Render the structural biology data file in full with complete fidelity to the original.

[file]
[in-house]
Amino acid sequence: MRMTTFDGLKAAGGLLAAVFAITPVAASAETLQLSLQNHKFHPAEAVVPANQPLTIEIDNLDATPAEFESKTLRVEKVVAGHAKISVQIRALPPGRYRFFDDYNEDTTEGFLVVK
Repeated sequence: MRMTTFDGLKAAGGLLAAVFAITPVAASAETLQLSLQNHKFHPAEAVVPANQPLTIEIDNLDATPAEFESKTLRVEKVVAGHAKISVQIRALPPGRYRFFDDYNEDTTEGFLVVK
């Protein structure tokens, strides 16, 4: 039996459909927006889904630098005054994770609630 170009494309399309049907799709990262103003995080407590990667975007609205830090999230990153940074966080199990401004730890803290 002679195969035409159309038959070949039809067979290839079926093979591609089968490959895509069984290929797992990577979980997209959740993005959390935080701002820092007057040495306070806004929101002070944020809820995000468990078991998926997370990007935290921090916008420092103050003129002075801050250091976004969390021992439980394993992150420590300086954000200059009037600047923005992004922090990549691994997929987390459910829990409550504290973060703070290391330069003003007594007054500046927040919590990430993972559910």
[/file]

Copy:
[in-house]
Amino acid sequence: MRMTTFDGLKAAGGLLAAVFAITPVAASAETLQLSLQNHKFHPAEAVVPANQPLTIEIDNLDATPAEFESKTLRVEKVVAGHAKISVQIRALPPGRYRFFDDYNEDTTEGFLVVK
Repeated sequence: MRMTTFDGLKAAGGLLAAVFAITPVAASAETLQLSLQNHKFHPAEAVVPANQPLTIEIDNLDATPAEFESKTLRVEKVVAGHAKISVQIRALPPGRYRFFDDYNEDTTEGFLVVK
């Protein structure tokens, strides 16, 4: 039996459909927006889904630098005054994770609630 170009494309399309049907799709990262103003995080407590990667975007609205830090999230990153940074966080199990401004730890803290 002679195969035409159309038959070949039809067979290839079926093979591609089968490959895509069984290929797992990577979980997209959740993005959390935080701002820092007057040495306070806004929101002070944020809820995000468990078991998926997370990007935290921090916008420092103050003129002075801050250091976004969390021992439980394993992150420590300086954000200059009037600047923005992004922090990549691994997929987390459910829990409550504290973060703070290391330069003003007594007054500046927040919590990430993972559910």